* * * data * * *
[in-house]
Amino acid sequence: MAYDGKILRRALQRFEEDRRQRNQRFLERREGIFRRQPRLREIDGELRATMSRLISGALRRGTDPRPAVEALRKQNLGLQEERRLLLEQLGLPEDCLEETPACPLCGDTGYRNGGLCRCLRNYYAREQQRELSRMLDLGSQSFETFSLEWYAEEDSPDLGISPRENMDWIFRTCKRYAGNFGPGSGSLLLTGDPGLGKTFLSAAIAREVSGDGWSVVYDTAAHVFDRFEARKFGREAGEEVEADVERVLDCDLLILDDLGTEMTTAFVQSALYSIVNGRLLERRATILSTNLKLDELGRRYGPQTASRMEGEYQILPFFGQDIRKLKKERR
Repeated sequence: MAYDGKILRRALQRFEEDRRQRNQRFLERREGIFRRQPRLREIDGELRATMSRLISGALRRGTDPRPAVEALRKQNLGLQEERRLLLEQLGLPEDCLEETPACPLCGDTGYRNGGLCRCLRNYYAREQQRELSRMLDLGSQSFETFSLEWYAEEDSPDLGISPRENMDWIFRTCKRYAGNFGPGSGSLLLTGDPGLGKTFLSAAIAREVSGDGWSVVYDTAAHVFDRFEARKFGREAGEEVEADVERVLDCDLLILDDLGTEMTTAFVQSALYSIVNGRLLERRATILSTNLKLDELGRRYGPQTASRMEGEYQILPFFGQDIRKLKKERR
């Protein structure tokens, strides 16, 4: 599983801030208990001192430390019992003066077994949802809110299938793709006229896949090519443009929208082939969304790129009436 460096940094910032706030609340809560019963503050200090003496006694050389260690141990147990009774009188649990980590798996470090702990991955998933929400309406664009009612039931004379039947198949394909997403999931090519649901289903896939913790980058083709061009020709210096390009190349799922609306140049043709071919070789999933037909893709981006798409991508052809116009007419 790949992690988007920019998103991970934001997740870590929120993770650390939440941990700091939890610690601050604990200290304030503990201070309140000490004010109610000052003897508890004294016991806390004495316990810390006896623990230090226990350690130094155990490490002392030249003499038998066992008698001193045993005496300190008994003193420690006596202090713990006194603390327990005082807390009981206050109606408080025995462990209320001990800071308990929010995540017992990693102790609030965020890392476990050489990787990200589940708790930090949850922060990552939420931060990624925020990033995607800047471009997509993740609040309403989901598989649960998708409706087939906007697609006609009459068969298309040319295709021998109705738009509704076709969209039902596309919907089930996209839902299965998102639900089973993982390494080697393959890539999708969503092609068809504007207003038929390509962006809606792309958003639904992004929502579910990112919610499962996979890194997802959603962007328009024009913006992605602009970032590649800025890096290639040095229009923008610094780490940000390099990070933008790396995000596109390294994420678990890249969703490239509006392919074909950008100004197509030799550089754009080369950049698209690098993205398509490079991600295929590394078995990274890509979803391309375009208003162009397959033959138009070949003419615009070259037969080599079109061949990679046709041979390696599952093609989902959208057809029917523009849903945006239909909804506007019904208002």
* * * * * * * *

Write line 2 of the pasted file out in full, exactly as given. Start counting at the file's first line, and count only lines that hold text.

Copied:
Amino acid sequence: MAYDGKILRRALQRFEEDRRQRNQRFLERREGIFRRQPRLREIDGELRATMSRLISGALRRGTDPRPAVEALRKQNLGLQEERRLLLEQLGLPEDCLEETPACPLCGDTGYRNGGLCRCLRNYYAREQQRELSRMLDLGSQSFETFSLEWYAEEDSPDLGISPRENMDWIFRTCKRYAGNFGPGSGSLLLTGDPGLGKTFLSAAIAREVSGDGWSVVYDTAAHVFDRFEARKFGREAGEEVEADVERVLDCDLLILDDLGTEMTTAFVQSALYSIVNGRLLERRATILSTNLKLDELGRRYGPQTASRMEGEYQILPFFGQDIRKLKKERR